The widow's fraudulent passport sported her own photo in place of Webb's — a hapless U.K.-based nurse who had apparently been a victim of identity theft.
Lewthwaite was said to have fled to al-Shabab's base in Somalia after that close call.
Kenyan authorities issued an arrest warrant for Lewthwaite to answer bomb making charges, which had been kept secret for four months. The warrant said Lewthwaite possessed acetone, hydrogen peroxide, ammonium nitrate, sulphur and lead nitrate, as well as batteries, a switch and electrical wire — preparations similar to the ones used so effectively by the London subway bombers.
Though the bombings never took place, the myth of the white widow was born.
Lewthwaite's second husband, like her first, was a British-born Muslim.
It is not clear whether she and Habib Ghani met in England and went to Africa together or if they met in Africa.
It is clear that Lewthwaite treasured him, in part, for his embrace of Islamic extremism, or so she wrote in handwritten pages uncovered by Kenyan police after the raid in which they let her slip through their grasp.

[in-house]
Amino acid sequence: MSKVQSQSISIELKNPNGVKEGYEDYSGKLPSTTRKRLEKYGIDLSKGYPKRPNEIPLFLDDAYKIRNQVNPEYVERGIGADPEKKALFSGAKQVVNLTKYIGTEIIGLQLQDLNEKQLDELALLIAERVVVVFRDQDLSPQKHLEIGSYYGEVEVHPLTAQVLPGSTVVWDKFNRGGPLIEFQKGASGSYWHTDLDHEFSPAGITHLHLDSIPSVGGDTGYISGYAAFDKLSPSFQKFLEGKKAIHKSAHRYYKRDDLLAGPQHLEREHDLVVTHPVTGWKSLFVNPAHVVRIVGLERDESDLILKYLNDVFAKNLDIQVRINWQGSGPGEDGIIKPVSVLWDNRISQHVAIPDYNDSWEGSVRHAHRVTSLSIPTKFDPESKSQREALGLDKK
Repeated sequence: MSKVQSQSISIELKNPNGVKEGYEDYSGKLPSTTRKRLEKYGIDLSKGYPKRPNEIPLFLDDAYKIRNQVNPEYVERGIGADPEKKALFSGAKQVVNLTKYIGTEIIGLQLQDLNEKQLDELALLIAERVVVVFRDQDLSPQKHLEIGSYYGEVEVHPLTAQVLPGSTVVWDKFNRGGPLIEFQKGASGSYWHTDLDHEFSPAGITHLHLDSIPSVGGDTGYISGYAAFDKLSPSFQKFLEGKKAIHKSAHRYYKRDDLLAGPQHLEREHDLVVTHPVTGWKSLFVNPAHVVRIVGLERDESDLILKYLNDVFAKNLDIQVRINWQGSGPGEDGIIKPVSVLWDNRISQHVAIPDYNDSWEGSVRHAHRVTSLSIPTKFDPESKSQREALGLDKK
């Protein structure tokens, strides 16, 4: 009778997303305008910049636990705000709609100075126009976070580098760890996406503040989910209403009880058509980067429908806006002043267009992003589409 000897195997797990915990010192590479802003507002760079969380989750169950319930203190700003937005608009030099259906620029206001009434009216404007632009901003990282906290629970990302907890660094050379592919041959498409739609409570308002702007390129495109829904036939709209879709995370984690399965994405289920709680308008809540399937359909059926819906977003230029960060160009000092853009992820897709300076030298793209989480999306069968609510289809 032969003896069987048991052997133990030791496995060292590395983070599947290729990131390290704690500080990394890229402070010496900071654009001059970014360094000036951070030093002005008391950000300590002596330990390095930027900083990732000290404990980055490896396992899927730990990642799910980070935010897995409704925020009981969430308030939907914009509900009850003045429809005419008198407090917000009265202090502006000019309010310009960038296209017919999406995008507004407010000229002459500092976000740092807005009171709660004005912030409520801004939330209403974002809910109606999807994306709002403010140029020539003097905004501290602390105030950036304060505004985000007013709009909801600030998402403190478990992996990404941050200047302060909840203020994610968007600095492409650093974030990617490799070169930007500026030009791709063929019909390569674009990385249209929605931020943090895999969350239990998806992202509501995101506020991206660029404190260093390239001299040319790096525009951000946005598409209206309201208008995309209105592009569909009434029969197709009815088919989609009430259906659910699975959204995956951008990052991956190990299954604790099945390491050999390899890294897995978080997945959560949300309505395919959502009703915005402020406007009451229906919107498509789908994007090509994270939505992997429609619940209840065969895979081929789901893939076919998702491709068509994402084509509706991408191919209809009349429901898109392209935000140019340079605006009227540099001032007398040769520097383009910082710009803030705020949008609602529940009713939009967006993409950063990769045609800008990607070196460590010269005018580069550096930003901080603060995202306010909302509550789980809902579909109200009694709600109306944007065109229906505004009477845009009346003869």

The writings constitute the rough outline of a book Lewthwaite planned to write — "a message of hope, encouragement and light" — about the life of a jihadi.
"Allah has blessed me with being married to a mujahid and meeting many wonderful inspiring people along the way," Lewthwaite wrote, praising her new husband for "terrorizing the disbelievers."
She described him as talking with her 8-year-old son and 5-year-old daughter — the children of her first marriage — about their goals in life and being heartened to learn that both children wanted to take up their parents' cause.
Her new husband taught the children that to be jihadis, they had to actually live their lives with that commitment guiding all their actions, Lewthwaite wrote.